Radio Review: The NPR One App Experience

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NPR’s new app, NPR One, allows listeners to have a more customized experience with public radio. Personally, I enjoyed exploring it, although I think there is definitely room for improvement.

dead-phone-nathan-borror   To begin, I was excited to download the app, but using it really drained my battery. I went from 25% to 15% in a manner of 20 minutes. Since I anticipate that I’d be most likely to use this app again while on the go, this is a pretty big problem. Honestly, I probably wouldn’t listen to radio segments if it meant that my phone would die on me in the middle of my day.

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In terms of content, the app works by sorting segments into “buckets” (to use the visual metaphor above), which represent larger categories or topics. Users can then personalize the kinds of content that they are exposed to by either tagging a particular piece as “Interesting” or by skipping content they don’t like altogether. I personally had a love-hate relationship with this feature of the app. While I enjoyed getting customized content (for example, I found news about education much more relevant to my interests than music news), I found that tagging pieces as “Interesting” restricted my story choices fairly quickly. After flagging a few health stories, the app gave me an overwhelming amount of health-related content, more than I cared to listen to, frankly. I had a similar problem when I tagged a story about the domestic abuse controversy in the NFL. I found this to be frustrating, especially because it made the “Coming Up” page increasingly repetitive. I wish there were a way to maintain more variety, perhaps by including a “random content” category. I was also disappointed in the small quantity of stories offered in the “Coming Up” page. I would have enjoyed viewing a larger number of story choices at a time, or at least having a refresh feature that loaded new stories when I got to the end of the existing list.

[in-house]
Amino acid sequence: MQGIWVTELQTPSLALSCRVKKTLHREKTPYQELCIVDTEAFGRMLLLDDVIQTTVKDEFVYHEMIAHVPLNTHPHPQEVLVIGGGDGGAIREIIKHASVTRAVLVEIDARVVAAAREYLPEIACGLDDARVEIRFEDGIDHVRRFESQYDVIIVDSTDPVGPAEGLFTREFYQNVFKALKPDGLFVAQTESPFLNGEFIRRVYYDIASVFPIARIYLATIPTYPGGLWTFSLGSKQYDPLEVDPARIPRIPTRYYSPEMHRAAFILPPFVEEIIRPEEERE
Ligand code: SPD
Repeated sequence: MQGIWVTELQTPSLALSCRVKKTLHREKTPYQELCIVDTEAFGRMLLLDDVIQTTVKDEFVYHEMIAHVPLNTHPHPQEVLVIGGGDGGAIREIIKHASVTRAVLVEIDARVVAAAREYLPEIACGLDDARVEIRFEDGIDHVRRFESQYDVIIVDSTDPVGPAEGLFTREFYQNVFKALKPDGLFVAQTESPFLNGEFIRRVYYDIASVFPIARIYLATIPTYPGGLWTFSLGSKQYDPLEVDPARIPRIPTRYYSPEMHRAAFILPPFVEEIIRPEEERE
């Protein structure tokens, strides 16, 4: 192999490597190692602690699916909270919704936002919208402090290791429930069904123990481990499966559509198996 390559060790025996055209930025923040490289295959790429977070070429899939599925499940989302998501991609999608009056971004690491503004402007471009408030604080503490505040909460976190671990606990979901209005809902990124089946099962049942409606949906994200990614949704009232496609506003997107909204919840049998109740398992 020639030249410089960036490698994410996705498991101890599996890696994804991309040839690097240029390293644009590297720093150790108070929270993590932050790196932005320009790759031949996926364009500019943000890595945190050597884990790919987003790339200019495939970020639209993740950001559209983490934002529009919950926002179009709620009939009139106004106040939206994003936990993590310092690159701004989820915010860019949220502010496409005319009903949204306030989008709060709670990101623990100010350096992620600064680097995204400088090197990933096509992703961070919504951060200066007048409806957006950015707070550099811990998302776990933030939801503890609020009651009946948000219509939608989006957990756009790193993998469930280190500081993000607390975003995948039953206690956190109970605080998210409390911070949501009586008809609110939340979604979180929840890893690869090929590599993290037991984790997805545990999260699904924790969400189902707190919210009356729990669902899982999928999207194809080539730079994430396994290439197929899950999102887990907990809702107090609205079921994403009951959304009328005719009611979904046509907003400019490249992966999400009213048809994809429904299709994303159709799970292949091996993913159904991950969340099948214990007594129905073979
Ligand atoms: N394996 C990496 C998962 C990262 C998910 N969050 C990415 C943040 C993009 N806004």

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Overall, I thought the quality of the pieces were great. The sound was very clear and, once the stories loaded they played through seamlessly. One problem I have with streaming is that longer pieces tend to ‘stick’ in one place while downloading, which interrupts the content I’m listening to. I thought it was a big plus that this didn’t happen with NPR One. I suppose the downside of that though was how often I saw this screen. It may have been my data connection, but I felt as though many of the stories took quite some time to download. Had I been trying to squeeze in a few radio segments during spare time in my day, I probably would have run out of time to listen to them by the time they buffered. Building off this point, I would definitely use this app again, but only if I could integrate it into my daily schedule. I think it’s highly unlikely that I would just sit down and listen to the radio segments on NPR One. Instead,  I would most likely use it walking between classes or while waiting for lecture halls to clear out. The shorter length of a lot of the segments makes it a good option for killing time in my daily schedule.

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With this in mind, I wish there had been a “Save for later” feature. One of the stories I was listening to was over 50 minutes in length. Especially if I’m just flipping through content while going about my day, it would be nice if I could archive those longer pieces for when I can devote more time and attention to them.

Overall, I enjoyed using NPR One. I thought that the content was high quality and I enjoyed the customized experience. Most of the segments that appeared were relevant to my interests, though I do wish there was a way to balance that with more variety. I would use this app again, although I’d have to have a phone charger handy, just in case!

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